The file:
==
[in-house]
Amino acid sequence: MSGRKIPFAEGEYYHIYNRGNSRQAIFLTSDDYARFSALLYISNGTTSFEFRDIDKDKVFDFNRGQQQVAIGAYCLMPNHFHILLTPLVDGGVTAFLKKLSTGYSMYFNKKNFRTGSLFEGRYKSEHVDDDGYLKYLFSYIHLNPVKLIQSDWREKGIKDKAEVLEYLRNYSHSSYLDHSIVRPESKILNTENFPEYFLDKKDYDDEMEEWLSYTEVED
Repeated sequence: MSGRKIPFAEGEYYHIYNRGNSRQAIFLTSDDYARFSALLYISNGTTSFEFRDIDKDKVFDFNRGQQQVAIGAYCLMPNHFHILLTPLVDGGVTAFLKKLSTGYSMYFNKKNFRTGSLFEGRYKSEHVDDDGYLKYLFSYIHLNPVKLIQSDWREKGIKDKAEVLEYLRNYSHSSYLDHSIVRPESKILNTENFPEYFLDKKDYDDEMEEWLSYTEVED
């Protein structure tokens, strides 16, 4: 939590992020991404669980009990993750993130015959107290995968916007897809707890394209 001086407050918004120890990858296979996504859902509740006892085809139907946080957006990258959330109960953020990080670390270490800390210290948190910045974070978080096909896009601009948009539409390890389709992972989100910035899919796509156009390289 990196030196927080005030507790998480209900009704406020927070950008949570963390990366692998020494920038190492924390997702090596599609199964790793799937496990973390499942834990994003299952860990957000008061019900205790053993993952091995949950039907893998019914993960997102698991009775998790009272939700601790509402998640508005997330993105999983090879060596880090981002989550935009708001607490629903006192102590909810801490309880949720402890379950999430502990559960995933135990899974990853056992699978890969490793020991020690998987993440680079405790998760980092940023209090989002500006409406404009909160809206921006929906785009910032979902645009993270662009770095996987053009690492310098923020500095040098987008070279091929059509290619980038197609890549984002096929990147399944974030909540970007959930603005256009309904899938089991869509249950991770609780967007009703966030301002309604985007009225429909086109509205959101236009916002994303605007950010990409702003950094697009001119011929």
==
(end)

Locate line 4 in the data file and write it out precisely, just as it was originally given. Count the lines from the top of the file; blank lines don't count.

């Protein structure tokens, strides 16, 4: 939590992020991404669980009990993750993130015959107290995968916007897809707890394209 001086407050918004120890990858296979996504859902509740006892085809139907946080957006990258959330109960953020990080670390270490800390210290948190910045974070978080096909896009601009948009539409390890389709992972989100910035899919796509156009390289 990196030196927080005030507790998480209900009704406020927070950008949570963390990366692998020494920038190492924390997702090596599609199964790793799937496990973390499942834990994003299952860990957000008061019900205790053993993952091995949950039907893998019914993960997102698991009775998790009272939700601790509402998640508005997330993105999983090879060596880090981002989550935009708001607490629903006192102590909810801490309880949720402890379950999430502990559960995933135990899974990853056992699978890969490793020991020690998987993440680079405790998760980092940023209090989002500006409406404009909160809206921006929906785009910032979902645009993270662009770095996987053009690492310098923020500095040098987008070279091929059509290619980038197609890549984002096929990147399944974030909540970007959930603005256009309904899938089991869509249950991770609780967007009703966030301002309604985007009225429909086109509205959101236009916002994303605007950010990409702003950094697009001119011929």